Azaleas should be pruned when they finish blooming. Even the dwarf varieties benefit from pruning, which stimulates new growth, eliminates leggy growth and produces a bushier plant. Azaleas are generally fertilized in February, May, August and November. Those who missed the February fertilization can fertilize now to accelerate new growth and then skip the May fertilization. The August fertilization will need to be done with an ordinance compliant summer product that contains no nitrogen or phosphorous. Use a fertilizer formulated for acid-loving plants.
Oak leaf blister is a disease we see nearly every spring. It develops during cool, wet weather, becoming epidemic at times and infecting almost every leaf on the tree. While the blisters may be unsightly and cause excessive leaf fall, this disease seldom causes permanent damage.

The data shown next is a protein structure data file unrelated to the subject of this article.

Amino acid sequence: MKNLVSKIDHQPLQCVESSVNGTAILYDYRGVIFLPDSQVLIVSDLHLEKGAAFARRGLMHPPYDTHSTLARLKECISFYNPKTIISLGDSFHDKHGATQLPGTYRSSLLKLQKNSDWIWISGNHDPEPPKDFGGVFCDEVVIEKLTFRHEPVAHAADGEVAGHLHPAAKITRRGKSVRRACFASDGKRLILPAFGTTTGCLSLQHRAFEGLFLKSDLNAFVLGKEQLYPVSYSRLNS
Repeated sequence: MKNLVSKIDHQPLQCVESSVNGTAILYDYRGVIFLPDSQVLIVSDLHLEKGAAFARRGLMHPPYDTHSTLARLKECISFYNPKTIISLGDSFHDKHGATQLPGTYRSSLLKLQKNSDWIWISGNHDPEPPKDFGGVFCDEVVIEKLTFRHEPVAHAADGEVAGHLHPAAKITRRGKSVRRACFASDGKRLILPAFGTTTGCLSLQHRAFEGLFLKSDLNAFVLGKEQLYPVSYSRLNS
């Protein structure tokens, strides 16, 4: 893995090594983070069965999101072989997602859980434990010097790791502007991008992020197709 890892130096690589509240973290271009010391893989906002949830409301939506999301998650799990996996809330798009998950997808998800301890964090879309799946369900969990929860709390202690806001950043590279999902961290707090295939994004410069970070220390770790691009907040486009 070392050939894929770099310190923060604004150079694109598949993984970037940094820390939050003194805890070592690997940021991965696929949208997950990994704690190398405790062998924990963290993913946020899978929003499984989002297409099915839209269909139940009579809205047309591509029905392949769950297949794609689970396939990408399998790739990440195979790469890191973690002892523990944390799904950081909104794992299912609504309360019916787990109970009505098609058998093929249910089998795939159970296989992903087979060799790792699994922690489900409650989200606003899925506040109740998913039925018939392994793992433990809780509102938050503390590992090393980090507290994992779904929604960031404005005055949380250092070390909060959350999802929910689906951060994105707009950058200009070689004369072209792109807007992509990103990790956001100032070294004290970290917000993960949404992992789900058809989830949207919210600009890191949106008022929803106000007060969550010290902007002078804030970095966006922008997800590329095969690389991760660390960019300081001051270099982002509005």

Winter annuals will soon need replacing. It's not too early to start spring and summer annuals from seed. It is usually best to start seeds in a fresh, sterile, potting mixture. It takes four weeks or so before seedlings are ready to be planted in your garden. Rejuvenate the bed by raking out all leftover plant material and adding new organic matter.
It's time to plant caladium tubers to add color to your summer landscape. Tubers should be planted two inches deep in loose, well-drained soil. Caladiums give a splash of color in shade or partial sun. Several strap leafy varieties have been introduced that perform well in full sun.